It could be an initial Thyroid Eye Disease (TED) call. DifficultHowever, once a diagnosis is made, settling on the correct treatment requires attention to several factors.
Terry J. said: Smith, MD, of the Kellogg Eye Center at the University of Michigan in Ann Arbor: “Treatment options for TED depend on the severity of the disease.” He added that most cases of TED only require topical, supportive care in the form of eye drops, eye gel, and protection from wind and strong light.
For patients with more serious disease, he explained, typical treatments include systemic steroids, radiotherapy (RT), or rehabilitative surgery. MedPage today. Steroids can Reduce TED symptoms, but does not work to modify the disease. surgical Rehabilitation They can include orbital decompression, eye muscle surgery, and eyelid repositioning, as well as soft tissue volume and resurfacing.
When assessing the severity of the disease, the doctor takes into account the amount of eye protrusion, double vision, soft tissue changes, as well as the effect on quality of lifeexplains Rachel Arakawa, MD, of Mount Sinai Health System in New York City.
Another factor that can drive a treatment decision is whether TED is in its active or inactive phase.
Arakawa said the active phase of the eye disease occurs initially and can present with dry eyes, swelling and eye pain that can last for 6 months to more than two years. MedPage today. “It is followed by the inactive phase where the scar-like tissue can cause chronic disfigurement and vision changes.”
She indicated that some patients with inactive disease may need surgical correction of eye bumps, cross eyes, eyelid abnormalities, and cosmetic concerns, adding that “in rare cases, surgery may be needed to relieve pressure on the optic nerve to preserve vision.”
For active disease, severity is key. For milder ailments, treatments usually consist of thyroid-normalizing medications, lubricating eye drops, and selenium supplementArakawa noted that it is an antioxidant that has been shown to reduce eye inflammation.
For moderate to severe active disease, intensive treatments such as steroids or radiotherapy are on the table. “These medications are sometimes effective, but can be associated with severe side effects and can leave patients with unsatisfactory results. Most importantly, steroids fail reliably to improve diplopia and exophthalmos. [bulging of the eyes]Smith warned.
Michael K. Yoon, MD, of the Center for Eye Disease, Thyroid, and Orbital Surgery at Mass Eye and Ear in Boston, notes that orbital RT isn’t done often in the United States, but the method can help improve some TED symptoms, vision Especially double. Tell MedPage today That RT is a ‘painless treatment’ [that] Usually 10 sessions over two weeks. Candidates for orbital RT They are those in the active early stage of the disease with moderate to severe or rapidly progressing disease.
Disease targeting mechanism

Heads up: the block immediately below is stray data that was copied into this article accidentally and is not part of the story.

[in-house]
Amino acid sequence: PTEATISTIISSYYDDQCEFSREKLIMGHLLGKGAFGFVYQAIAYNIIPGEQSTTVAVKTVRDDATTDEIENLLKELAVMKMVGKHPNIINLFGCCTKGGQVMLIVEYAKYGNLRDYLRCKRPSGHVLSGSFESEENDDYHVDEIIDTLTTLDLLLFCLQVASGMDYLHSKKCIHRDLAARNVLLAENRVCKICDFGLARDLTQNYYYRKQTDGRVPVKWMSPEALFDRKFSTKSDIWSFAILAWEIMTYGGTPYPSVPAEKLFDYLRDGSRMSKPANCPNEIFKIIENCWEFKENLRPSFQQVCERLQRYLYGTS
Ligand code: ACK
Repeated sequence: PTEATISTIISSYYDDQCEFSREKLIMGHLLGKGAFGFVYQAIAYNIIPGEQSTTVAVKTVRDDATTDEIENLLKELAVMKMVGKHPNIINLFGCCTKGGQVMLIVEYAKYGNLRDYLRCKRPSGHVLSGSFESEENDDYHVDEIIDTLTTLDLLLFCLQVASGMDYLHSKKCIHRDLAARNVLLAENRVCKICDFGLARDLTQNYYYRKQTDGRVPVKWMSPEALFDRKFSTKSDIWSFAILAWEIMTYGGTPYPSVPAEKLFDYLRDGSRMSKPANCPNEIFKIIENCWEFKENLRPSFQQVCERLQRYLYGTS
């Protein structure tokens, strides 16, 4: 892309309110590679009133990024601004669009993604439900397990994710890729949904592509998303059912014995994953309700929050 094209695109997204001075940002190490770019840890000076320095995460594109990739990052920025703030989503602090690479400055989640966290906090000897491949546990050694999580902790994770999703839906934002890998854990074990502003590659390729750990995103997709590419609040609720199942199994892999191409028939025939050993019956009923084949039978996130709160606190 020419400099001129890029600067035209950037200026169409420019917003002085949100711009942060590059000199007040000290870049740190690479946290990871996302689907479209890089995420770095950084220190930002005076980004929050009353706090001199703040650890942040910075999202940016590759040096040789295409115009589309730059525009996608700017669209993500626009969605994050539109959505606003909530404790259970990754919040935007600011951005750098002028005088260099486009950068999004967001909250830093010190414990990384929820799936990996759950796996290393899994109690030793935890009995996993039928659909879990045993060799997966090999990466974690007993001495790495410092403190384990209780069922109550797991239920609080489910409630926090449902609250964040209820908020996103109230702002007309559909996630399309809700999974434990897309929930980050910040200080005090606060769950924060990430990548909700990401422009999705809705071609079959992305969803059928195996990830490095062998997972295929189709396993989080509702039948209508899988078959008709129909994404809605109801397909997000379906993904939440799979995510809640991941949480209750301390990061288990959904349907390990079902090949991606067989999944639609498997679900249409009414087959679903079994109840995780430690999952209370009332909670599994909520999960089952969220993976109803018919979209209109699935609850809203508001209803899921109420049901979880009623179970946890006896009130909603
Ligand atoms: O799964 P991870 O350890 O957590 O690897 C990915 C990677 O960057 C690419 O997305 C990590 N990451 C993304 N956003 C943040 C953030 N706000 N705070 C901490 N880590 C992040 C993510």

TED’s newest treatment, teprotumumab (Tepezza) FDA approval In January 2020, it is the first non-invasive treatment approved by the agency for TED. It is a complete human monoclonal antibody inhibitor of the insulin-like growth factor 1 receptor that is administered in eight doses, given 30 to 90 minutes, once every 3 weeks.
Smith said the drug specifically targets the underlying disease mechanism of TED, reducing inflammation and remodeling tissue around the eye, and improving symptoms of exophthalmos, diplopia, and eye pain. He also noted that teprotumab is “approved for the treatment of TED on a large scale, which includes patients in both acute (active) and chronic (inactive) phases of the disease.”
FDA approval was based on positive results from Phase II and 3rd stage visual Trials showing a mean reduction of 2.82 mm in exophthalmos 24 weeks after injection. However, trials have only tested the treatment in patients with active TED.
Yun noted that clinical trial participants received their diagnosis less than 9 months ago, so “patients with a relatively recent diagnosis of TED, exophthalmos, and sore eyes are most likely to see a benefit.” But he noted, “there is increasing evidence that patients with severe TED and vision loss are likely to benefit from teprotumumab as well.”
Smith added that a growing number of case reports show improvements in TED – including in exophthalmos and diplopia – with teprotumumab in the chronic phase, a basis The fourth stage of the trial which is currently taking place.
“Not all drugs … work on all patients or to the same degree,” Yoon said. “However, most professionals who treat TED have found that the amount of improvement seen with teprotumab is better than with other existing treatments.”
Arakawa cautioned that there are no head-to-head trials of tiprotumab against other treatment options, such as intravenous steroids, so “it is difficult to know if tiprotumab is better than other treatments. More research is needed to determine long-term responses as well. Such as who would benefit on the Most likely from medication.”
Yoon agreed, adding that “correct selection of the patient remains the single most important indicator of potential success.”
Of course, the factor has the possibility of negative events. Yoon advised that patients with TED and pre-existing diabetes should monitor their blood sugar because teprotumumab can lead to Increase diabetes level in the blood. Other potential toxicities with tiprotumab are: hearing lossIn rare cases it can be severe and permanent, he said, adding that hearing tests before treatment are recommended.
“There are no standard guidelines for when to use tiprotumab,” Arakawa explained. She recommended that the endocrinologist and ophthalmologist work together to individualize treatment, including taking into account obstacles such as drug availability and cost.
Smith reported an affair with Horizon Therapeutics.
Arakawa did not make any disclosures.
Yoon reported his relationships with Sling and Viridian Therapeutics.